Managing the Financial Impact of Increased Price Support

Many of the suggestions to address affordability require increased financial support from the Government of India. These costs should be viewed as a social investment, given the multiple health, gender and economic benefits to be gained (Prayas, 2018; Smith & Sagar, 2014). Nonetheless, it would be good to minimise and manage these costs, and the suggestions provided here are in that spirit.

Currently, about 96% of LPG consumers, i.e. 25 crore households are subsidised11. Therefore, there is significant room to reduce the pool of those receiving LPG subsidy even beyond campaigns such as “Give it up” which nudge consumers to voluntarily opt out from receiving the subsidy. The existing scheme of excluding consumers with a taxable income of more than Rs. 10 lakh per annum (MoF, 2019) will have limited impact given the small number of taxpayers in that bracket. (In the year 2017-18 only 45 lakh consumers reported a taxable income which was more than Rs. 10 lakh per annum.)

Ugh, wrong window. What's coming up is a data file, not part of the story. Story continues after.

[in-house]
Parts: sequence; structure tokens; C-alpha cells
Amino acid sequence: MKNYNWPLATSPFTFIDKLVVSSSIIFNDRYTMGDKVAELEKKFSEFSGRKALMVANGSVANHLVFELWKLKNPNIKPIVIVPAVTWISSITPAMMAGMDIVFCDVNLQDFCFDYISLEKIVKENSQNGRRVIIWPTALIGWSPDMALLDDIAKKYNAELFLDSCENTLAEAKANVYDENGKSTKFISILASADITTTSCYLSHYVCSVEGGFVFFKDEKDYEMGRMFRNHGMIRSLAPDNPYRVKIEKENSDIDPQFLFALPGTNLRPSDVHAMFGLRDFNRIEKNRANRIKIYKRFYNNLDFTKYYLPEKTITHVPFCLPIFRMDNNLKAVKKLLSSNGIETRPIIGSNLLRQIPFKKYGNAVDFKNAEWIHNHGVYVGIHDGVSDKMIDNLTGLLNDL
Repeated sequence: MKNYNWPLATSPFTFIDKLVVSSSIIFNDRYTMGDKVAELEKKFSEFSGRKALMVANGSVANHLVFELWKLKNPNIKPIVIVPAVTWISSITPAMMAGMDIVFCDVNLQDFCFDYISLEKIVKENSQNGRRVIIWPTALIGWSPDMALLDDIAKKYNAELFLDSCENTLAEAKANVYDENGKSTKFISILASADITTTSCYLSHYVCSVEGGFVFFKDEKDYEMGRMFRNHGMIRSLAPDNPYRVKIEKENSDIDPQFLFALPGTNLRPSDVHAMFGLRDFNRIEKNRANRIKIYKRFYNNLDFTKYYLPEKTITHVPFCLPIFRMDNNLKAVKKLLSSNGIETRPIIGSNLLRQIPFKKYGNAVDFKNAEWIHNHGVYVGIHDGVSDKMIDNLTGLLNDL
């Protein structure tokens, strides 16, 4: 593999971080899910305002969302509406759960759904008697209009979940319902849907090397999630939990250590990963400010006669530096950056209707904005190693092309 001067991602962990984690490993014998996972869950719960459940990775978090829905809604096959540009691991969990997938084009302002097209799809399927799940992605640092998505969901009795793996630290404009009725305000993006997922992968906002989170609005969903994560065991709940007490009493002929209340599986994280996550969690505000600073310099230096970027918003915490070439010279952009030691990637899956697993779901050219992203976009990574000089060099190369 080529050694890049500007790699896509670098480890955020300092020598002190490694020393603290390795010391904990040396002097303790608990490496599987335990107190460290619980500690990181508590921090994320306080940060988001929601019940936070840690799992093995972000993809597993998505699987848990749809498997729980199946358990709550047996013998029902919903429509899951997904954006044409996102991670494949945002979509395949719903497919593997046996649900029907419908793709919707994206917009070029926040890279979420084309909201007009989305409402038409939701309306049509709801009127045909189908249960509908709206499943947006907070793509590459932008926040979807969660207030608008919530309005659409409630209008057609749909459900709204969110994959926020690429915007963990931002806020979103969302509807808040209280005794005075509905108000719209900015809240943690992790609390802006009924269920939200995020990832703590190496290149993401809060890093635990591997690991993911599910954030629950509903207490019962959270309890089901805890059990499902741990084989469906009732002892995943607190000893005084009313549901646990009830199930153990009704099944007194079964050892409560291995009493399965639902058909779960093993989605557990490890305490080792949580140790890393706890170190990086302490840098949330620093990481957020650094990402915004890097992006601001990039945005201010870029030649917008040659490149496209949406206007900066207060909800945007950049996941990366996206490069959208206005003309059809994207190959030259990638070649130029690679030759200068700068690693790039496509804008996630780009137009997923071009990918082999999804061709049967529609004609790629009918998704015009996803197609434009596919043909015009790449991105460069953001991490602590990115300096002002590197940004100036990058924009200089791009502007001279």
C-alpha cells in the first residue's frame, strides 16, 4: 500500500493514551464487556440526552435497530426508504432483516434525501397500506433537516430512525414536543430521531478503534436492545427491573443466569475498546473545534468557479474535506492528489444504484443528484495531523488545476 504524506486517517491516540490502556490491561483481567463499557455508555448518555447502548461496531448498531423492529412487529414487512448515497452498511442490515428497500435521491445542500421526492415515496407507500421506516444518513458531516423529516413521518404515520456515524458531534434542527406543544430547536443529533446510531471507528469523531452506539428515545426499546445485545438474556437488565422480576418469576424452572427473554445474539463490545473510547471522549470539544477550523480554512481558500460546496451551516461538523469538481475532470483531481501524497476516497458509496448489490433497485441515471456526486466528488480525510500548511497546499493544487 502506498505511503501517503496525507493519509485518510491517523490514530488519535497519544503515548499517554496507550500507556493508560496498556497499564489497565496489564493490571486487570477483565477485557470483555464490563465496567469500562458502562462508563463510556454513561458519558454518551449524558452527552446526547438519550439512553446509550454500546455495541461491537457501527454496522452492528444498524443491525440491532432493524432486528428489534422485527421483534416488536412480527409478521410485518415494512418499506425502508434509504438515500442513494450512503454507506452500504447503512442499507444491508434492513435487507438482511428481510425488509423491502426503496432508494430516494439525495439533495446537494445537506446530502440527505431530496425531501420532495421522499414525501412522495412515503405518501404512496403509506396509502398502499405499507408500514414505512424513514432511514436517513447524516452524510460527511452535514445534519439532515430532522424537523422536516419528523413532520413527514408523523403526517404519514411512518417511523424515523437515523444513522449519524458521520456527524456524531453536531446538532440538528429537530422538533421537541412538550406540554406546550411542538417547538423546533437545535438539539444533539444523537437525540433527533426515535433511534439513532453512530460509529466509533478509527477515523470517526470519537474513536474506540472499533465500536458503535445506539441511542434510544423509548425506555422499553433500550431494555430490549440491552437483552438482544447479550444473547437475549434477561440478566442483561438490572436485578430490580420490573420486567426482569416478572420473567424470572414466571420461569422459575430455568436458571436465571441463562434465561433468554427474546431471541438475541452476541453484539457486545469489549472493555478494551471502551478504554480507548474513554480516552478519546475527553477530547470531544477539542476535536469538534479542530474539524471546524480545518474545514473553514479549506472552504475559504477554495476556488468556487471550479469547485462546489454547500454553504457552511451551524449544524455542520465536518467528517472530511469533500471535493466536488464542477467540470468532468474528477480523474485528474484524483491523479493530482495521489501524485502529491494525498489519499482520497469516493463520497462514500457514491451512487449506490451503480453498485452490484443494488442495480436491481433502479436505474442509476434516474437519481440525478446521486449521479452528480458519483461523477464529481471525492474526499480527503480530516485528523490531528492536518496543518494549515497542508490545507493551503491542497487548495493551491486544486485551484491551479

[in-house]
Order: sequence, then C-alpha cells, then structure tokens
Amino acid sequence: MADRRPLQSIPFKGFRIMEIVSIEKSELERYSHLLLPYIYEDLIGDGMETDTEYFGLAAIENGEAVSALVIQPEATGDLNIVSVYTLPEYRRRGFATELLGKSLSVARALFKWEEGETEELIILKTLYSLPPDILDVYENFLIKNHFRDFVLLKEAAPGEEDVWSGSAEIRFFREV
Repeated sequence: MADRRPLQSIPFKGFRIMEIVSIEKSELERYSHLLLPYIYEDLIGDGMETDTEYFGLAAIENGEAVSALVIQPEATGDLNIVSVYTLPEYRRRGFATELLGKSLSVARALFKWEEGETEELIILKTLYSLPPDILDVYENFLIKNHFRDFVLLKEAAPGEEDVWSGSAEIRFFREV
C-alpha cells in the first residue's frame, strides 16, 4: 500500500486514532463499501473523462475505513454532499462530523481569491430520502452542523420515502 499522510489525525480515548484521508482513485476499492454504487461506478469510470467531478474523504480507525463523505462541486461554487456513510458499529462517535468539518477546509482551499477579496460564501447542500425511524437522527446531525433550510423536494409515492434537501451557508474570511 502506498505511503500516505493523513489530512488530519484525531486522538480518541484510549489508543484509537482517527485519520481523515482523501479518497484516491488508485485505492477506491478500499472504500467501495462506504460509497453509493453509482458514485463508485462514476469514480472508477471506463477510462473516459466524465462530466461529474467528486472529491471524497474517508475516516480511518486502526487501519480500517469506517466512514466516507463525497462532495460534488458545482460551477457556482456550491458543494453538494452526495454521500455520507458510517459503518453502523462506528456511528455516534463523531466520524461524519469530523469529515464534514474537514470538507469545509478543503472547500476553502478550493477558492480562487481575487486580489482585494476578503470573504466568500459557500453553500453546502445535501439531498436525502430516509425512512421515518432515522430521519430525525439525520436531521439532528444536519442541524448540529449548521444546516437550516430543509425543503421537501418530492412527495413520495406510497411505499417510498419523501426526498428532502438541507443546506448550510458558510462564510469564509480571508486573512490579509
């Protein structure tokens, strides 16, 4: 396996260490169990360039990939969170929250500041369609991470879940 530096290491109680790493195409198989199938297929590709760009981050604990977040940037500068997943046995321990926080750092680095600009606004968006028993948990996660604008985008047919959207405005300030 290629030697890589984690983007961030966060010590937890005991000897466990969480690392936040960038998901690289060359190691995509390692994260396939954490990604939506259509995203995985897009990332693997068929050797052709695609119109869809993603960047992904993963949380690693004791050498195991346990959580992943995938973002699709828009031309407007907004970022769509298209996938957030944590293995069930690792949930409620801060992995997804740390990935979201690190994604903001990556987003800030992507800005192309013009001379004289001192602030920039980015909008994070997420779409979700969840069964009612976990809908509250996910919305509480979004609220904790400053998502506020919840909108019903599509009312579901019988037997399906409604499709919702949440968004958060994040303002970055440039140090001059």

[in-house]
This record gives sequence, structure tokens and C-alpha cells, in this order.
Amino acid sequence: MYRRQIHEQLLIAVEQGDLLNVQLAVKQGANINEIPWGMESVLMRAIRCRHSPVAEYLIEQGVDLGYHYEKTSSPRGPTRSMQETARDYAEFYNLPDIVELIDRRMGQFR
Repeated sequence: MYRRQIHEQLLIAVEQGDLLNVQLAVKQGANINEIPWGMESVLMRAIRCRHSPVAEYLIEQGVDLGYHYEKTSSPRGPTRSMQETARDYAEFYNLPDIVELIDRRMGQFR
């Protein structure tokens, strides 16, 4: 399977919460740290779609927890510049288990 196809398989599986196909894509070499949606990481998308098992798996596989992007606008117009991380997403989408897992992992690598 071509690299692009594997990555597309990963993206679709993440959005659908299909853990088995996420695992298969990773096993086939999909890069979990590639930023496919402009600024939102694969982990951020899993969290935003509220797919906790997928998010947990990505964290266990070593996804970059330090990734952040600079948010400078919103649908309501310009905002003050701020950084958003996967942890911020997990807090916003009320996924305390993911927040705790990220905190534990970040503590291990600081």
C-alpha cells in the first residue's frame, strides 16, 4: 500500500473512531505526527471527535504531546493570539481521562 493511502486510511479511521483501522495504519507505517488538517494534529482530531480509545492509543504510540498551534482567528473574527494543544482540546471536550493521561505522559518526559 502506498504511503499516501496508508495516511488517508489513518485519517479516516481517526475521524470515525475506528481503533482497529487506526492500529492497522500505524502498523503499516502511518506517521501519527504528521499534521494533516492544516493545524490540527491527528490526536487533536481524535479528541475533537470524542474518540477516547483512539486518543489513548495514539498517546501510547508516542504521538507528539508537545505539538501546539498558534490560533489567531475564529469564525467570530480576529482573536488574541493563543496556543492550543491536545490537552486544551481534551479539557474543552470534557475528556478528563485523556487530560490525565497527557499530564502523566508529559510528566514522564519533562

A straightforward but politically bold step to improve targeting would be to shift to an “opt-in” system for the subsidy from the current “opt-out”. LPG consumers can be automatically excluded from the subsidy net based on well-defined wealth indicators. Households that are automatically excluded but are deserving of subsidy can submit additional documentation and provide necessary proof to claim these subsidies. Introduction of this scheme should be preceded by an extensive information campaign to avoid inconvenience to those who genuinely deserve subsidy.

If the average efficiency of stoves in use improves to even the lowest rated level, it would lead to an about 19% annual saving in LPG consumption and therefore a corresponding reduction in subsidy requirement.